|SPEAKERS & PRESENTATIONS
Katerina Steventon (Independent Skincare Consultancy Ltd)
It feels nice: consumer sensory perspective – insights from the clinic
Synopsis As a clinician, I encounter people’s faces on a daily basis; as a scientist I am in touch with the latest research. Evolutionarily we are wired to read the faces around us looking for signs that code for age, health and fertility, these instincts remain firmly ingrained. As we focus visually, ‘visible’ results are the sought to confirm the benefit of skincare. The product aesthetics are there to guide towards purchase and increase compliance to guarantee benefits. Due to modern brain research techniques, only now have we gained a better understanding of the skin-brain connection that suggests there is more to aesthetics than meets the eye. Skincare touches all our senses and research on aspects of ‘multi-sensory enriched environment’ provides interesting early insights. Science has yet to fully embrace the empirical and intuitive experience that a clinician shares daily i.e. imparting years of expertise by diagnosing skin type, daily paradigms and predisposition to ageing, introducing a state of mindful relaxation with gentle touch, aromas, music, and exploring how the brain codes multisensory experiences. Digitalisation of personal care brings many advantages but brands that are narrow in their scope miss this dialogue. In the clinic, I work with each person individually to help them appreciate what their face reflects in the mirror and what they portray to others. This connection – with self and others – affects our wellbeing and has been challenged in times of Zoom and isolation during the pandemic.
Francis McGlone ( Liverpool John Moores University, NeuroSci Ltd)
Grooming is as much about feeling good as it is looking good
Francis will pose the question ‘Why do we groom?’ and provide some evidence-based and some speculative reasons why. A sense of touch is fundamental in order to detect our environment, handle tools etc, and even to know where our body is in space, but we now know that it also serves a second, social/affiliative function that has, over evolutionary time, reached its zenith in human primates. This other property of touch is detected by a recently discovered (in humans) system of gentle touch sensitive nerves in the skin that provide the neurobiological substrate for a touch system that encodes the emotional, pleasant, qualities of skin touch. These nerves – called c-tactile afferents (CT) – are hypothesised to play a fundamental role across the lifespan, from their seminal role in brain development via nurturing touch to all manner of social and affiliative interactions from childhood to old age. Covid has exposed how important this sense of touch is to our mental well-being. Links with grooming behaviours and stress reduction will be discussed.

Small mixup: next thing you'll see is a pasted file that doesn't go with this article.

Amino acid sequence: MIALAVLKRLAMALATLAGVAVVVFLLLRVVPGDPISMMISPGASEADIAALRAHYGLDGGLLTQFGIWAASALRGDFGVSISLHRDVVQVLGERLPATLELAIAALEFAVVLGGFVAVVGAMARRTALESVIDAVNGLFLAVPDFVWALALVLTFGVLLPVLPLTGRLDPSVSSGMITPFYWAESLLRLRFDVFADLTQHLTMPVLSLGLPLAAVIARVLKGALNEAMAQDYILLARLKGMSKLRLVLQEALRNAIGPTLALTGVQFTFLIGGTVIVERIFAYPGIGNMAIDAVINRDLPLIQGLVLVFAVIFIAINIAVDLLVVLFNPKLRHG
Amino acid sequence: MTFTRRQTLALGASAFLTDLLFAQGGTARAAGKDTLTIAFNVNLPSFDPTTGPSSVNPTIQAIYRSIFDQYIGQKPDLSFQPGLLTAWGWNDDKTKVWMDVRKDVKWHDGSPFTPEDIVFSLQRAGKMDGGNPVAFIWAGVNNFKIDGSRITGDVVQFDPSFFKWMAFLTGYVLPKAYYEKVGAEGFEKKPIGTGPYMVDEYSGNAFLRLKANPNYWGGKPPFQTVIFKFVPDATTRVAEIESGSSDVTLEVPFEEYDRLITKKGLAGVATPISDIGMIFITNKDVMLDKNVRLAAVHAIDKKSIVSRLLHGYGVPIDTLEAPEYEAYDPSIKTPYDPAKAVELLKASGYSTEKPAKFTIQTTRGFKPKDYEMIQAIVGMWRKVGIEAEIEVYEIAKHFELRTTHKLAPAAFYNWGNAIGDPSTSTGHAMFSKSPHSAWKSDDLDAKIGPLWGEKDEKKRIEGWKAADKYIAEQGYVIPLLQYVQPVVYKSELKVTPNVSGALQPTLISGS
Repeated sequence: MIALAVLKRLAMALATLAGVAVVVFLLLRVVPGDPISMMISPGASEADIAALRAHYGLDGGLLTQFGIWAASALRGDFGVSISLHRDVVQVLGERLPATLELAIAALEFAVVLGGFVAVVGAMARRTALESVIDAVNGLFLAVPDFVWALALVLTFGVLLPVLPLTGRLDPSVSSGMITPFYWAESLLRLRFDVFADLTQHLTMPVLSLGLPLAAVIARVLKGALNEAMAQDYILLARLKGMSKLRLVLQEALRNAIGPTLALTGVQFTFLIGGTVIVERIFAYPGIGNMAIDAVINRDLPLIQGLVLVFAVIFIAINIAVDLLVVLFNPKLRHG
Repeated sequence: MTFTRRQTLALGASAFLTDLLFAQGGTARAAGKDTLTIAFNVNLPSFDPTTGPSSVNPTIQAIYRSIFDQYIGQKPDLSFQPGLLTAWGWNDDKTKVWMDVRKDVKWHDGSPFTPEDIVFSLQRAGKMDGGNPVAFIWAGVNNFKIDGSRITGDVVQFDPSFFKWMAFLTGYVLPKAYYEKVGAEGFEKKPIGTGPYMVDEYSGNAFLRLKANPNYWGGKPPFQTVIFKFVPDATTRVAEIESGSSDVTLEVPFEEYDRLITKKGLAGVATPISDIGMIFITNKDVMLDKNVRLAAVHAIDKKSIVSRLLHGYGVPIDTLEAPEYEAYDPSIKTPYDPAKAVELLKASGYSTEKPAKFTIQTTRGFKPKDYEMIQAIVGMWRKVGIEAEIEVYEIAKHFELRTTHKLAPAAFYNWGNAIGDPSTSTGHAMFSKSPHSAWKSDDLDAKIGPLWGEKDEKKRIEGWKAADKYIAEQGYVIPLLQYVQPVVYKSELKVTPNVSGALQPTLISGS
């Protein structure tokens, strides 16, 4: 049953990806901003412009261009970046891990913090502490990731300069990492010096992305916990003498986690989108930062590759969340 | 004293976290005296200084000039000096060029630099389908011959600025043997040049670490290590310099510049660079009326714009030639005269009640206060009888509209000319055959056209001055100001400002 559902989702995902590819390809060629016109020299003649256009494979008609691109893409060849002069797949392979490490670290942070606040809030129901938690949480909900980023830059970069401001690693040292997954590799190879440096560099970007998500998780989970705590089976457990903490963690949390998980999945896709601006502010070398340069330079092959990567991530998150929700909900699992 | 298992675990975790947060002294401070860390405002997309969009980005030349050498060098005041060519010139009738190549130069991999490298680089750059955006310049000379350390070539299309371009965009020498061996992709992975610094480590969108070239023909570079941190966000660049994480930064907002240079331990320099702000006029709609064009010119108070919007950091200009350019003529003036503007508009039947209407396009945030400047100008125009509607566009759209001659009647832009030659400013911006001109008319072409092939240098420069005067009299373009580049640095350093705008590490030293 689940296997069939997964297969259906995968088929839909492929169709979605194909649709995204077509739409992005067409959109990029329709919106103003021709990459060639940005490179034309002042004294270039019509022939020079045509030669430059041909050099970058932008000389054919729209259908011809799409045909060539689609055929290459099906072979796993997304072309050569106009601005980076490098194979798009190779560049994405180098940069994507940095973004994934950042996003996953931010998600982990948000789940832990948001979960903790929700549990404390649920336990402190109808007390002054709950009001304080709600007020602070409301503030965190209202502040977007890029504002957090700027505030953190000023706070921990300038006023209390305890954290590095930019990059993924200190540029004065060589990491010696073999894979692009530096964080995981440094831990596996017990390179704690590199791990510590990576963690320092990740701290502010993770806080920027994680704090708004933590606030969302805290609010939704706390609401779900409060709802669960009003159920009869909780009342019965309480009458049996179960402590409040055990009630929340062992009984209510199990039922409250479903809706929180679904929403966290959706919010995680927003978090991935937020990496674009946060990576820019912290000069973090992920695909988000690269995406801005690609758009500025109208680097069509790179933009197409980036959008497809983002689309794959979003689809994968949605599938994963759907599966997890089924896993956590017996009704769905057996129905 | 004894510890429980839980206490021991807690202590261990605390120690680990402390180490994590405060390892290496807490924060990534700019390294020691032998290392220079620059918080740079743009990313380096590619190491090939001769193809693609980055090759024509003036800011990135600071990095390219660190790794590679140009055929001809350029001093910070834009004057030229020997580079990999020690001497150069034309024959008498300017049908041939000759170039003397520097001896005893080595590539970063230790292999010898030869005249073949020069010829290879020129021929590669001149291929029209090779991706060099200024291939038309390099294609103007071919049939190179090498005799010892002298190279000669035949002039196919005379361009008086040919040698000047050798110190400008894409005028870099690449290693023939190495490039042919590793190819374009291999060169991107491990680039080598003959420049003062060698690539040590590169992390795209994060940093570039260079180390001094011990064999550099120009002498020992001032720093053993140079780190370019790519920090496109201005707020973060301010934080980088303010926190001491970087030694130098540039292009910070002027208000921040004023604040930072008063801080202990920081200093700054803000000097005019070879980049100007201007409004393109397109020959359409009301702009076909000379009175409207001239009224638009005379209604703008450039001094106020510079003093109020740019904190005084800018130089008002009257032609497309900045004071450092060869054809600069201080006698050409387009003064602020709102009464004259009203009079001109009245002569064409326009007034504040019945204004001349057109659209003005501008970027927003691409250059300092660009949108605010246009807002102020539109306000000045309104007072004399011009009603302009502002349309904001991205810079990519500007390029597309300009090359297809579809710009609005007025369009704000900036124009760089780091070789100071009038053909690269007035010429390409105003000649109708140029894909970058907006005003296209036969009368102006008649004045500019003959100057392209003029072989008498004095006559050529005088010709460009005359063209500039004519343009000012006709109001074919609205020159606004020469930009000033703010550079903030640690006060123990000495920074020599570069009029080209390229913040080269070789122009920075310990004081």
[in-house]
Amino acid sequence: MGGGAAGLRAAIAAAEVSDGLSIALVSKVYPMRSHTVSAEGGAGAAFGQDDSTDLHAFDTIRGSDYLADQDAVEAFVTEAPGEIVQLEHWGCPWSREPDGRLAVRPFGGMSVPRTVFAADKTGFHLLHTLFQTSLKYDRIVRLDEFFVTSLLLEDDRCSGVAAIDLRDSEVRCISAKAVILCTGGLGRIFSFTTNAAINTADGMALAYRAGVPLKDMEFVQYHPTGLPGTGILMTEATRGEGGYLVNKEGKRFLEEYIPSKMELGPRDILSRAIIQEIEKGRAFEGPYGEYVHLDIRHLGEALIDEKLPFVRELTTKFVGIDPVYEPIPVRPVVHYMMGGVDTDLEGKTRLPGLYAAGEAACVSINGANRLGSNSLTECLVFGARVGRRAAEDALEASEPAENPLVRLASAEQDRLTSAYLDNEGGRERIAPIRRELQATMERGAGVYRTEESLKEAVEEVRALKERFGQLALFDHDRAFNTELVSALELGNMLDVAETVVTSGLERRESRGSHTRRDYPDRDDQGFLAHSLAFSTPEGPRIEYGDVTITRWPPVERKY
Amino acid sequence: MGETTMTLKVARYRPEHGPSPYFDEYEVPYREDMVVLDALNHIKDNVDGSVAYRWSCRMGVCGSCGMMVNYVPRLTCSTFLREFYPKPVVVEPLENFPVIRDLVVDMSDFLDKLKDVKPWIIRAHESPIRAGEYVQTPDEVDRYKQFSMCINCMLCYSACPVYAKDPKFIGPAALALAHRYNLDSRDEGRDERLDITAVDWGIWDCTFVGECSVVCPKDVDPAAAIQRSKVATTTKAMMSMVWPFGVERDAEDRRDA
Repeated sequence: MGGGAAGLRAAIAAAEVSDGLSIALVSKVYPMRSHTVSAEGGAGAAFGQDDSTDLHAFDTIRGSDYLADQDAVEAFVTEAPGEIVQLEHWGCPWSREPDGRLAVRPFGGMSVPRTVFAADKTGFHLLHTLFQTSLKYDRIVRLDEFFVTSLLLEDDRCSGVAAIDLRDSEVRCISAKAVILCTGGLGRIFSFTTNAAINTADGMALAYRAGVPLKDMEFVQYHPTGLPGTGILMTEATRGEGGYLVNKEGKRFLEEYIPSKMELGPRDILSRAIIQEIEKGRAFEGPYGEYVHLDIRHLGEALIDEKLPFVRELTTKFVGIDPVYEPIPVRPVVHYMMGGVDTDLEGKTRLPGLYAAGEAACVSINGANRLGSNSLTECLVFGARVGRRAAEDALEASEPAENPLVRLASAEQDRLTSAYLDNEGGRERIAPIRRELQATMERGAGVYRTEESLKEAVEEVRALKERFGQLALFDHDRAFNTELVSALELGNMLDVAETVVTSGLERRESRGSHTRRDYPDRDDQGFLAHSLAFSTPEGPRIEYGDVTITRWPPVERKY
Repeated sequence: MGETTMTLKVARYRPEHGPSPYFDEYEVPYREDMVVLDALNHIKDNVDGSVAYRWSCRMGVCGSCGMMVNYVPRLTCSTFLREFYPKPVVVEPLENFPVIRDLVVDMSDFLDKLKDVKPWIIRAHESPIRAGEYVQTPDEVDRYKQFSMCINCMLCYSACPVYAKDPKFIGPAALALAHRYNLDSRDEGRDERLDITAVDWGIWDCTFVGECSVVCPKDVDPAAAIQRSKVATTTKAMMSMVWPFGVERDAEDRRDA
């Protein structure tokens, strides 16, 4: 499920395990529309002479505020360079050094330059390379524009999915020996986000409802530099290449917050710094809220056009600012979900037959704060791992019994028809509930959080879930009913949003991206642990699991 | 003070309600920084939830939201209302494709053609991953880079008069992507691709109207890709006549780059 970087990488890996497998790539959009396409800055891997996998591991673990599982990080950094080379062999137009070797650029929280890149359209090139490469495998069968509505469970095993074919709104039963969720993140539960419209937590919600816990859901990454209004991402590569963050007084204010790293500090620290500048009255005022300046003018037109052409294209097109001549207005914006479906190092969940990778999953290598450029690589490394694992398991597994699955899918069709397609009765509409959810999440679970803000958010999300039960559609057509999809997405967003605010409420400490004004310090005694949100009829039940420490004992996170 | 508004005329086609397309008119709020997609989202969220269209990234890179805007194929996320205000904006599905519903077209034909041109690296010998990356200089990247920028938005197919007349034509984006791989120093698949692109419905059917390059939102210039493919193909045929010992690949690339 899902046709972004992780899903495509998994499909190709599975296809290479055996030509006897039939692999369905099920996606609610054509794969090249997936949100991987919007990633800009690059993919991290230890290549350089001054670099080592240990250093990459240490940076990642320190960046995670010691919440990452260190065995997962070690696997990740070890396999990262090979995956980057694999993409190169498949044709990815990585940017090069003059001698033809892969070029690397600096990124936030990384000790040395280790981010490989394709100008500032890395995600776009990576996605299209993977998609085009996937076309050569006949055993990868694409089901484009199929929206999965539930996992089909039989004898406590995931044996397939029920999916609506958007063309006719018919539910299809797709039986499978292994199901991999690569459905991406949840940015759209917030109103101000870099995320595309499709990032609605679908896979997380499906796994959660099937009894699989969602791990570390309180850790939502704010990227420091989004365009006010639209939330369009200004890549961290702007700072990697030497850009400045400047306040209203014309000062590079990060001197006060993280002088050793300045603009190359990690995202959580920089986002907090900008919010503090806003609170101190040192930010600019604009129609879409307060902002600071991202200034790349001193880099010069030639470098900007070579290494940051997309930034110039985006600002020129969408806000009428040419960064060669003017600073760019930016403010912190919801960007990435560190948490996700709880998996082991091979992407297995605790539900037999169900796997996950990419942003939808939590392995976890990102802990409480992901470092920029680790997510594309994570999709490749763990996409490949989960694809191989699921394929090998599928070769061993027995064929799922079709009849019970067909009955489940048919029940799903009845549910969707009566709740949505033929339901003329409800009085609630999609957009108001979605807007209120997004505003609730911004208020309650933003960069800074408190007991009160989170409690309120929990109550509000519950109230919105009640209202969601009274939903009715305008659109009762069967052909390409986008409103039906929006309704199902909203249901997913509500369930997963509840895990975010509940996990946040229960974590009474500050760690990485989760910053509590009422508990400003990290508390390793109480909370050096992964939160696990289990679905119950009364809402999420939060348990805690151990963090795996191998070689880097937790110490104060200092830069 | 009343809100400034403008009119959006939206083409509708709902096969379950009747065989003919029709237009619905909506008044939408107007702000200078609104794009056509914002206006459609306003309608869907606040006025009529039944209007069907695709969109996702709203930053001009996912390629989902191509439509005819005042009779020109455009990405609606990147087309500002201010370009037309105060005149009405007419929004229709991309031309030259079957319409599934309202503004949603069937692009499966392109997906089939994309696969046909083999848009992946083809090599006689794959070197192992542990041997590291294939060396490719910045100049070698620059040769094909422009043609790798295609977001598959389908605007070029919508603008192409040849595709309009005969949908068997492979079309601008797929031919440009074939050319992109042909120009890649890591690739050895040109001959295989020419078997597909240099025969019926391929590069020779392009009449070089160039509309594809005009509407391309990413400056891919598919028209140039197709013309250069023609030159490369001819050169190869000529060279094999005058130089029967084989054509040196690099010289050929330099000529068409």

Tracey Sanderson (Sensory Dimensions)
The value of sensory in the beauty game
Synopsis The value of sensory in the beauty game Synopsis Formulators realise the critical role that the sensory experience, particularly texture and fragrance, play in product success. The ability to describe and measure these critical sensory characteristics of products and ingredients can facilitate reformulation, enhance competitor understanding and unlock the route to successful new product development.This presentation will explore the use of sensory analysis in personal care and packaging development and will also illustrate the potential of new technology to capture and predict the sensory response to personal care products. We will also look at traditional claims testing and ask if implicit measures based on System 1 thinking can sense check if we are asking the right questions.
Natalie Hutchinson (Surfachem)
Fragrant feelings – How authenticity, emotional wellness, inclusivity and societal changes are influencing product design, and how fragrance is key to all of these messages
Synopsis Moving forwards, beauty and consumer products and their brands will be more and more influenced by Emotional Design. As a society, we are now, more than ever, so much more in touch with our moods and emotions, with mental wellness being a top priority. We are becoming more connected to products, services and experiences that are inspired and designed around how they make people feel. In a time of continuous change, societal tension and constant digital connectivity we are experiencing feelings of anxiety and loneliness. Consumers are looking for a more immersive experience and want to get back in touch with emotions and self-care routines, as well as wanting brands that foster an inclusive stance and true authenticity. Fragrance and the sense of smell is key in product development catering for this emotive market. When we take in a smell, this goes up to our olfactory receptors, that are directly connected to the limbic system, the most ancient and primitive part of the brain, which is thought to be the seat of emotion. Let’s take a tour, looking at brand inspiration, cross-category representation and some solid insights, and explore how we can bring this all to life for product development.